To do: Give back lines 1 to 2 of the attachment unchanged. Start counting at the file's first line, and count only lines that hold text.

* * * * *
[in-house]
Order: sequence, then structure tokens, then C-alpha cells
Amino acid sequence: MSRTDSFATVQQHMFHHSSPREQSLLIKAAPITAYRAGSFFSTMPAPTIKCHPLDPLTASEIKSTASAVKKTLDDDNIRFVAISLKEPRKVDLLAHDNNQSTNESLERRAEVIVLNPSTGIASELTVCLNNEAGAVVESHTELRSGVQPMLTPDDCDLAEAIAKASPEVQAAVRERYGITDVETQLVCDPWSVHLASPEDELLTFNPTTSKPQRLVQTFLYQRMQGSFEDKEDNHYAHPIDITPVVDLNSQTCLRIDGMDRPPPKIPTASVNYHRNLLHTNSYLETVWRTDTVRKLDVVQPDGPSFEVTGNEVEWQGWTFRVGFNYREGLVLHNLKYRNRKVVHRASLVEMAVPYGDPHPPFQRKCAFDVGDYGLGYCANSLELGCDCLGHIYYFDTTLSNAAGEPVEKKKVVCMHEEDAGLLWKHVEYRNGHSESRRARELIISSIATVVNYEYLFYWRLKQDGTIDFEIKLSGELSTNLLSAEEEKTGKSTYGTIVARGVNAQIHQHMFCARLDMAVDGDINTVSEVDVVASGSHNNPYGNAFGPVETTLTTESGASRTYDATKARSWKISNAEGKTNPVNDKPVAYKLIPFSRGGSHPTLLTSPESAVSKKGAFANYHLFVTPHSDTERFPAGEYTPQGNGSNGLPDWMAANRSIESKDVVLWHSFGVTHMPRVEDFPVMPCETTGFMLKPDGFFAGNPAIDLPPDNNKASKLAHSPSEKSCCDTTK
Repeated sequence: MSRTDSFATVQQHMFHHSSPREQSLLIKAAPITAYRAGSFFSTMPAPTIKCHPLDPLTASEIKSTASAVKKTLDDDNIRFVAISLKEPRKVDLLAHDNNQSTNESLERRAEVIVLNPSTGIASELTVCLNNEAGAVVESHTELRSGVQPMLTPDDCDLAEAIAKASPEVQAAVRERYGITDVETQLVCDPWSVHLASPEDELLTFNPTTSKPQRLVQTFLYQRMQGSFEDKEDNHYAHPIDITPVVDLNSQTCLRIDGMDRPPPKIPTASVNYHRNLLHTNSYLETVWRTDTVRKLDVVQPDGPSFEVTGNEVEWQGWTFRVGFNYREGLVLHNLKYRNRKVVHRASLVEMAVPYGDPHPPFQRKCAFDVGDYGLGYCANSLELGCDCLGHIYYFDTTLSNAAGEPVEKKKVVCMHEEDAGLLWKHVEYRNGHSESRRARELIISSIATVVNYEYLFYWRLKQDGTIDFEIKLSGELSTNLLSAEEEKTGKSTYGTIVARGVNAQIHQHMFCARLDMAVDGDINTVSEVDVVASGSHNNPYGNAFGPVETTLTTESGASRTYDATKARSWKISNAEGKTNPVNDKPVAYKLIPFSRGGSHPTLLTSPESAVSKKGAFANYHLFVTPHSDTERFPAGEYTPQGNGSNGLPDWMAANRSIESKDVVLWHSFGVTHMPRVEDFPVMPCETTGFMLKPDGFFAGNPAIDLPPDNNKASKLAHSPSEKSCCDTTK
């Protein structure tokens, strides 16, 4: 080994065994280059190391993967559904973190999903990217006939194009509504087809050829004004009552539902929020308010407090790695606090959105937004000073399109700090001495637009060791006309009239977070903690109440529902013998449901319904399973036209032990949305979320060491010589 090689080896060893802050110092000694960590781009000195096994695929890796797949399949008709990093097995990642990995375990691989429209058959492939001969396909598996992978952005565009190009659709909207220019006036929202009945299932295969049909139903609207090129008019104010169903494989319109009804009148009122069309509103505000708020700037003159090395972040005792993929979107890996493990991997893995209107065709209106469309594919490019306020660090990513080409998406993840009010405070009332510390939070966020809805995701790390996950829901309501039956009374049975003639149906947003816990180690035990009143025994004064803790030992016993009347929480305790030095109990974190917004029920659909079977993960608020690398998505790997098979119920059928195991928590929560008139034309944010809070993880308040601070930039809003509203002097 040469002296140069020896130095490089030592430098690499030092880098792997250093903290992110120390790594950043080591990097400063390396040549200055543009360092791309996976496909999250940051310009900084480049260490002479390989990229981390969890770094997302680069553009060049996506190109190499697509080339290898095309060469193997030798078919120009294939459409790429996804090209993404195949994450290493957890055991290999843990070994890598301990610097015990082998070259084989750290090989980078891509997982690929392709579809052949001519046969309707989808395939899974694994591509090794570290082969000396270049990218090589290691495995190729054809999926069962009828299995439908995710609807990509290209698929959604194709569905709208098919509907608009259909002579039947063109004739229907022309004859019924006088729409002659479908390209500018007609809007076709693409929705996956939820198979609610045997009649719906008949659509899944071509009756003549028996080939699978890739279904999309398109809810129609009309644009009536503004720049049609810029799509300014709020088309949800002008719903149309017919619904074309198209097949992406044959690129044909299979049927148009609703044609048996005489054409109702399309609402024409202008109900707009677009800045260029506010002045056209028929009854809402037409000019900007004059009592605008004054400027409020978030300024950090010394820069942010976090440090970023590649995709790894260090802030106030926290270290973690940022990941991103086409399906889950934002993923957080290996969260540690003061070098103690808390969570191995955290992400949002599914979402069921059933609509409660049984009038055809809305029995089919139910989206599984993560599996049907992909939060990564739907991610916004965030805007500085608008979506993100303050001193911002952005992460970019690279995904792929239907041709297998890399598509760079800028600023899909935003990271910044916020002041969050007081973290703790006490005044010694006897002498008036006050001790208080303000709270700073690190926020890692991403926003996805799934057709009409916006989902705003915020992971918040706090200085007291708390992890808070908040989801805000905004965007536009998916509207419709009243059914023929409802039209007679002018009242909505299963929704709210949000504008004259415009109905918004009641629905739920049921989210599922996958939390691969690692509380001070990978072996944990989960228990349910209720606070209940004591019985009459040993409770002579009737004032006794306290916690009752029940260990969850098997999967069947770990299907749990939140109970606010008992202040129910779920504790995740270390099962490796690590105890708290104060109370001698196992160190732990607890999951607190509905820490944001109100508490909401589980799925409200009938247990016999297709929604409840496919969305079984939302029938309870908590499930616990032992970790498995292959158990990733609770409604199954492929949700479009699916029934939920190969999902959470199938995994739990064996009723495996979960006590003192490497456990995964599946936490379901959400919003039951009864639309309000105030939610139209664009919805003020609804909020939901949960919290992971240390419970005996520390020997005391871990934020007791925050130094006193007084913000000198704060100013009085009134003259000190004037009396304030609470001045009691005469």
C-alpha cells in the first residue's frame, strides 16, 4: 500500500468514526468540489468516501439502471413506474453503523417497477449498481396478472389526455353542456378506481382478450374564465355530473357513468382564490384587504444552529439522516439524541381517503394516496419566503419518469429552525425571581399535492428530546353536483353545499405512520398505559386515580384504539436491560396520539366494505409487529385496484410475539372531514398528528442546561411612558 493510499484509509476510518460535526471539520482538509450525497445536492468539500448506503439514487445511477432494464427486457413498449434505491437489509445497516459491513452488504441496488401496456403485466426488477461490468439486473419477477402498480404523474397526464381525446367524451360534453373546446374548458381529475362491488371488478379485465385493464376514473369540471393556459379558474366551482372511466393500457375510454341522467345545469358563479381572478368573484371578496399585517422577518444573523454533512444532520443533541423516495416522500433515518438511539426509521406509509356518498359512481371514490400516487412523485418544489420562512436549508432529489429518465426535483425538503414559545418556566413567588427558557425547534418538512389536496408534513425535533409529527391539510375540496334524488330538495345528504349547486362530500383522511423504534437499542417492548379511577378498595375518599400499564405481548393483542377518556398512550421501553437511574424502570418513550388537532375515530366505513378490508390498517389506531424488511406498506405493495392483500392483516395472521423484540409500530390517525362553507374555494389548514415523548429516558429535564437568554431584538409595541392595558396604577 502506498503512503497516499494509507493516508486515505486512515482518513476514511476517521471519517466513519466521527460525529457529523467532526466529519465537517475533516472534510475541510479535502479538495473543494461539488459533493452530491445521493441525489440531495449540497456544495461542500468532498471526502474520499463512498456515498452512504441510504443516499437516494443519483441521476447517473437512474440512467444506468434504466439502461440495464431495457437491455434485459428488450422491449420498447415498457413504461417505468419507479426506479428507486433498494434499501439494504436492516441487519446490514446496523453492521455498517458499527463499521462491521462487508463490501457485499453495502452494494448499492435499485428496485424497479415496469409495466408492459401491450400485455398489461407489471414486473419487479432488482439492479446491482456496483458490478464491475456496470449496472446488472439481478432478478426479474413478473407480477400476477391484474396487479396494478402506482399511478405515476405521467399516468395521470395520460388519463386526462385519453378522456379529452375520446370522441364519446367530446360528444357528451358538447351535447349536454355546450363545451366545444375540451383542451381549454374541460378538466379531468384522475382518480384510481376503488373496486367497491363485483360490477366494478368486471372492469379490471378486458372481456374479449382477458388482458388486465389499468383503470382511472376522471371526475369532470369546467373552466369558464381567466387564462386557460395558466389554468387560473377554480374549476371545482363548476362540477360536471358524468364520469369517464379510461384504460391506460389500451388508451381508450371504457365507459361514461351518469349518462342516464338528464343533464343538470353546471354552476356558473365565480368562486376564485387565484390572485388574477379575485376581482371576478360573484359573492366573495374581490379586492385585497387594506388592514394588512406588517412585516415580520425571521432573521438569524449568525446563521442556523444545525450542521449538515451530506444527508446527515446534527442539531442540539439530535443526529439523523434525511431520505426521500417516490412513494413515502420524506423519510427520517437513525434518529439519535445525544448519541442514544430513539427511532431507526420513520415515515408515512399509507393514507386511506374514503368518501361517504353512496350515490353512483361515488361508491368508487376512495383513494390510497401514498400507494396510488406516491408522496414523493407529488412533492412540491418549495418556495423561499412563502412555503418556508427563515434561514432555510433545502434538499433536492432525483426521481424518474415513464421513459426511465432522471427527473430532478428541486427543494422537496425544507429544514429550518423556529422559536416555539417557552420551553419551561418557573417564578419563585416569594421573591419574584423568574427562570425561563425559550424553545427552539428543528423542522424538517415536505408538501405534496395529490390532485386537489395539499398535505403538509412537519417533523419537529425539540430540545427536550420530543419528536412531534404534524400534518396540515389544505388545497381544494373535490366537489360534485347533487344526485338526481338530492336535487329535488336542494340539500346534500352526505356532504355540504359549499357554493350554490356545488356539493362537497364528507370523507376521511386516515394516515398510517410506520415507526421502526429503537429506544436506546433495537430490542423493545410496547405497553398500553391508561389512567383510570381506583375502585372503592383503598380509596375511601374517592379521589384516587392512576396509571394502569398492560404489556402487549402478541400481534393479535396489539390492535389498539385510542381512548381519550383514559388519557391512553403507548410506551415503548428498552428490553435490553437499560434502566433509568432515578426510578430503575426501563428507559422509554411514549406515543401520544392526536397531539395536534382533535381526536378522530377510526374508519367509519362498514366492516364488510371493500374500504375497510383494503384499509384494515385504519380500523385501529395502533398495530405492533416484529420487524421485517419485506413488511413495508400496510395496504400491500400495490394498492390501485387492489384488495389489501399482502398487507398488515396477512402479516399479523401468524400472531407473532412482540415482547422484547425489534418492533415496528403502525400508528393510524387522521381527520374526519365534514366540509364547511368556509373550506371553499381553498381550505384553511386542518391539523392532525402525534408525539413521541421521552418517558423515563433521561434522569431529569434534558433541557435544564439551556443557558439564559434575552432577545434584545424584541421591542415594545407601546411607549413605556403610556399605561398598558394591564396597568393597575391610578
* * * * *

[in-house]
Order: sequence, then structure tokens, then C-alpha cells